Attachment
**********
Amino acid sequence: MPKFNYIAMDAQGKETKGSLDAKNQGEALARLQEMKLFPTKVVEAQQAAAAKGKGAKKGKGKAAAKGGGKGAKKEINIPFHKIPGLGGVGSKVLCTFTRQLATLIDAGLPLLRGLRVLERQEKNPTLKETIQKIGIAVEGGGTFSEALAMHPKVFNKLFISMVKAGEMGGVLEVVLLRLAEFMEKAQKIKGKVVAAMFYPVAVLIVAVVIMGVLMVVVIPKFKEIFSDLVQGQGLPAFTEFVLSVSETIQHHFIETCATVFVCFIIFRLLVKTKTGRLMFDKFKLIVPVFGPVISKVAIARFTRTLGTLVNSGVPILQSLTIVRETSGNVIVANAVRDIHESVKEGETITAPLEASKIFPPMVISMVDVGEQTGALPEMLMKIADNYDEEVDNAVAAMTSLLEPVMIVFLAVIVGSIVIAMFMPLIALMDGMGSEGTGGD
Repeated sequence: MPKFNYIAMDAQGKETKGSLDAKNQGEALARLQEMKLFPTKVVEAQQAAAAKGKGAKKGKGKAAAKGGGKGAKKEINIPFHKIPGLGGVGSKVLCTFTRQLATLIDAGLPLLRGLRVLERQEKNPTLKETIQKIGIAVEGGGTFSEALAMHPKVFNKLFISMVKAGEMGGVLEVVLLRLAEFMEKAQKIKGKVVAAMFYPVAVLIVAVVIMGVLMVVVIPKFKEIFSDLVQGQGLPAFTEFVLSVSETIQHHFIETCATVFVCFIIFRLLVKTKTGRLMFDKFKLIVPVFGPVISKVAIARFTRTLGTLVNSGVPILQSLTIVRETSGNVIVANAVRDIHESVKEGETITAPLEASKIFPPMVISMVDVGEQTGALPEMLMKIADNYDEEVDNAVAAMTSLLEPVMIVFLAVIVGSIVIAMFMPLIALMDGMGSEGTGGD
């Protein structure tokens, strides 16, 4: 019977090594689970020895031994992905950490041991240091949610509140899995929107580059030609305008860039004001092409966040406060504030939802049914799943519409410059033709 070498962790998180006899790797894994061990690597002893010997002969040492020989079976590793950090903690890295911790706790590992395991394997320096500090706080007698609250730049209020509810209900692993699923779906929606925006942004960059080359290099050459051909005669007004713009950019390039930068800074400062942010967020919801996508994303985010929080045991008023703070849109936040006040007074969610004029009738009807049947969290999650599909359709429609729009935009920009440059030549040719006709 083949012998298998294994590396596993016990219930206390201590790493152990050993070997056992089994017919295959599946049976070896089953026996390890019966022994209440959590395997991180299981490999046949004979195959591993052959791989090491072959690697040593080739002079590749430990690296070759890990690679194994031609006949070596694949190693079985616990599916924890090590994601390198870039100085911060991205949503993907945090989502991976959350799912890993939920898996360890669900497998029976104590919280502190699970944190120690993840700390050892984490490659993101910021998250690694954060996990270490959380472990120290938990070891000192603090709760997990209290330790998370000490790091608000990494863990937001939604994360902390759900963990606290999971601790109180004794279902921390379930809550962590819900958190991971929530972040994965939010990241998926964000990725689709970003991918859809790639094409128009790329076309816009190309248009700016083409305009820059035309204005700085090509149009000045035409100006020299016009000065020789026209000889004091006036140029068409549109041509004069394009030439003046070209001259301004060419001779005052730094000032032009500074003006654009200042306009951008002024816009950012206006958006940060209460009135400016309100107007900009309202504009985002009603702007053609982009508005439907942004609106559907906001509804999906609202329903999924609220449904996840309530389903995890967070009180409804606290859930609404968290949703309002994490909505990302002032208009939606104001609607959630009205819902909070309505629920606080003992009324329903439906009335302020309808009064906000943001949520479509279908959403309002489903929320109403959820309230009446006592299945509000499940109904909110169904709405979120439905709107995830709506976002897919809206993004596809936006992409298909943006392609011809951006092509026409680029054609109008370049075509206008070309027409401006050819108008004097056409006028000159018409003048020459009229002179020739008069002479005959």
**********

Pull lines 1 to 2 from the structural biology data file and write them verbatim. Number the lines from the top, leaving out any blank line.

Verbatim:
Amino acid sequence: MPKFNYIAMDAQGKETKGSLDAKNQGEALARLQEMKLFPTKVVEAQQAAAAKGKGAKKGKGKAAAKGGGKGAKKEINIPFHKIPGLGGVGSKVLCTFTRQLATLIDAGLPLLRGLRVLERQEKNPTLKETIQKIGIAVEGGGTFSEALAMHPKVFNKLFISMVKAGEMGGVLEVVLLRLAEFMEKAQKIKGKVVAAMFYPVAVLIVAVVIMGVLMVVVIPKFKEIFSDLVQGQGLPAFTEFVLSVSETIQHHFIETCATVFVCFIIFRLLVKTKTGRLMFDKFKLIVPVFGPVISKVAIARFTRTLGTLVNSGVPILQSLTIVRETSGNVIVANAVRDIHESVKEGETITAPLEASKIFPPMVISMVDVGEQTGALPEMLMKIADNYDEEVDNAVAAMTSLLEPVMIVFLAVIVGSIVIAMFMPLIALMDGMGSEGTGGD
Repeated sequence: MPKFNYIAMDAQGKETKGSLDAKNQGEALARLQEMKLFPTKVVEAQQAAAAKGKGAKKGKGKAAAKGGGKGAKKEINIPFHKIPGLGGVGSKVLCTFTRQLATLIDAGLPLLRGLRVLERQEKNPTLKETIQKIGIAVEGGGTFSEALAMHPKVFNKLFISMVKAGEMGGVLEVVLLRLAEFMEKAQKIKGKVVAAMFYPVAVLIVAVVIMGVLMVVVIPKFKEIFSDLVQGQGLPAFTEFVLSVSETIQHHFIETCATVFVCFIIFRLLVKTKTGRLMFDKFKLIVPVFGPVISKVAIARFTRTLGTLVNSGVPILQSLTIVRETSGNVIVANAVRDIHESVKEGETITAPLEASKIFPPMVISMVDVGEQTGALPEMLMKIADNYDEEVDNAVAAMTSLLEPVMIVFLAVIVGSIVIAMFMPLIALMDGMGSEGTGGD